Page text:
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Can an old hard drive cause a computer to freeze?

My computer is fairly new except for the hard drives. I recently replaced the motherboard, cpu, and power supply, but not the hard drives. All of the hard drives in my computer are fairly old and some I even bought used so I think they might be about to fail.

Whenever I walk away from my computer and come back after 10 or 20 minutes the computer freezes several seconds after the monitor turns on. I have enough time to move my mouse around a little bit before it becomes completely unresponsive.

I should mention that I set my computer so that nothing goes into standby in the Windows settings including the hard drives.
2 Solutions
Could be faulty RAM or PSU. Check your ram with memtestx86 or goldmemory. Also see the electrical current values provided by power supply.
yeah, it sounds like the RAM
You could always check through the system error logs for any ntfs or controller errors. If the drives are failing you'll generally see a bunch of errors in the logs about it.
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This could be anything.  I can't see why it should be the hard disks.

But test your memory as suggested and then the hard disks.

Get the UBCD http://www.ultimatebootcd.com/

Download links are the icons at the top of the page above Overview.  Browse the page and see what utils are there for you.  Check the memory and hard disk utils especially.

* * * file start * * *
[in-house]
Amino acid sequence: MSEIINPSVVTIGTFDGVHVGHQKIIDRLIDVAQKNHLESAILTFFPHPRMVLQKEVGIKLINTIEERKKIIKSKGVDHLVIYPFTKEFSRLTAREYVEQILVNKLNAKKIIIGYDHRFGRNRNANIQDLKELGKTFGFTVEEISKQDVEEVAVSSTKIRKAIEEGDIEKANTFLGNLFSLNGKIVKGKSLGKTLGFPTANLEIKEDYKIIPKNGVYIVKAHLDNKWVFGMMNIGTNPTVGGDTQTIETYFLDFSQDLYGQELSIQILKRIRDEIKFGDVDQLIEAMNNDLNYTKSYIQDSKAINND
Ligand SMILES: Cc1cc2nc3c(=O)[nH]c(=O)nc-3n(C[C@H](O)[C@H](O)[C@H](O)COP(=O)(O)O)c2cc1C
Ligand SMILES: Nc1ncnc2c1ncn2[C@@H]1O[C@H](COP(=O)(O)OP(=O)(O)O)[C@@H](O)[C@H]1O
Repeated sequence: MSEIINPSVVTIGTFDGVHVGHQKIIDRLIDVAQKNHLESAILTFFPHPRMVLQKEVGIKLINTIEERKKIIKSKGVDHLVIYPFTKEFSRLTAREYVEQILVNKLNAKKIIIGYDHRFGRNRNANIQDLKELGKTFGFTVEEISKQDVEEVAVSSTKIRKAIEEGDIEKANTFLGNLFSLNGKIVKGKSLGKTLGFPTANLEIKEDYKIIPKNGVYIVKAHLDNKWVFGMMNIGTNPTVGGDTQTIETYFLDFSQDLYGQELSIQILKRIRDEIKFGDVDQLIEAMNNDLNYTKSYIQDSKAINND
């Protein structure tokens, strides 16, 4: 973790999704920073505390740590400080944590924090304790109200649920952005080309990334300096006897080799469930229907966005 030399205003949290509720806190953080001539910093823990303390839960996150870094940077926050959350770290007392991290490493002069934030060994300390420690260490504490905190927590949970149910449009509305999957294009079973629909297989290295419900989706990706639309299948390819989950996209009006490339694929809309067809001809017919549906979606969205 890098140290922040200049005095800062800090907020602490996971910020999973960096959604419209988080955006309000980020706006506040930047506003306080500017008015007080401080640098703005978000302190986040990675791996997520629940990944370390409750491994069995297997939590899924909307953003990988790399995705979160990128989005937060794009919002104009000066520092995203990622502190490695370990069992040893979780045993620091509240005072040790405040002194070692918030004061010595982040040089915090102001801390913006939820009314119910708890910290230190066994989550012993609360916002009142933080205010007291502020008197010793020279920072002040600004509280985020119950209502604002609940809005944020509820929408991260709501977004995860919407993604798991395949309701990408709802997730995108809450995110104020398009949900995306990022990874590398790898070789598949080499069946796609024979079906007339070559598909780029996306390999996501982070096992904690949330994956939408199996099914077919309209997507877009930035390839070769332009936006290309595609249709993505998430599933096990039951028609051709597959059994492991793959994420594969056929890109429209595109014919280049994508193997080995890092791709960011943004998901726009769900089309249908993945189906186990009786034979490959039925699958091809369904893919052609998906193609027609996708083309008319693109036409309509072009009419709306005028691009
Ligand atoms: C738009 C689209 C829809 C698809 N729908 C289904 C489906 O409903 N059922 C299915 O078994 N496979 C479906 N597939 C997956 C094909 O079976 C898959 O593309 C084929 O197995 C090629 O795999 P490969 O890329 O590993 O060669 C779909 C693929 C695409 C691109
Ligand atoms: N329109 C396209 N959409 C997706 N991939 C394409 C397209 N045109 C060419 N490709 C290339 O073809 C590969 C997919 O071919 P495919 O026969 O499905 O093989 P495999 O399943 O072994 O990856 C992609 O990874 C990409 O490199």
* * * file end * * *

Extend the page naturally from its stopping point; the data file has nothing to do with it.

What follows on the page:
Make the CD and boot from it.  Run the memory tester first - memtest -  and let it do two to three passes through your memory.  Memory could be the problem so get that test done first.

Then test the hard disks with the correct manufacturer's util for your hard disk.  Do the long test.  That will most likely tell you if one of your disks is corrupt.  Your problems could possibly be a failing hard disk as well so it won't hurt to do that.
Dr. KlahnPrincipal Software EngineerCommented:
If there are concerns about the reliability of the hard drives in a machine, one possibility is to use PassMark's Disk Checkup freeware.  It reads the drive's SMART reliability information and presents it in a human-understandable format, and flags drive attributes that indicate failures have occurred or failures may be impending.

If the drives show clean, then other possibilities can be investigated with more confidence.
check also if the disks oprate in DMA - not PIO mode : http://winhlp.com/node/10      
also - can you post the disk models to know what we are talking about?  old disk does not say much
EindoofusAuthor Commented:
It turned out to be the hard drive. I couldn't get the hard drive check utilities working on ultimatebootcd, but PassMark's Disk Checkup worked fine. My 'D' drive was having issues and after I disconnected everything runs fine.

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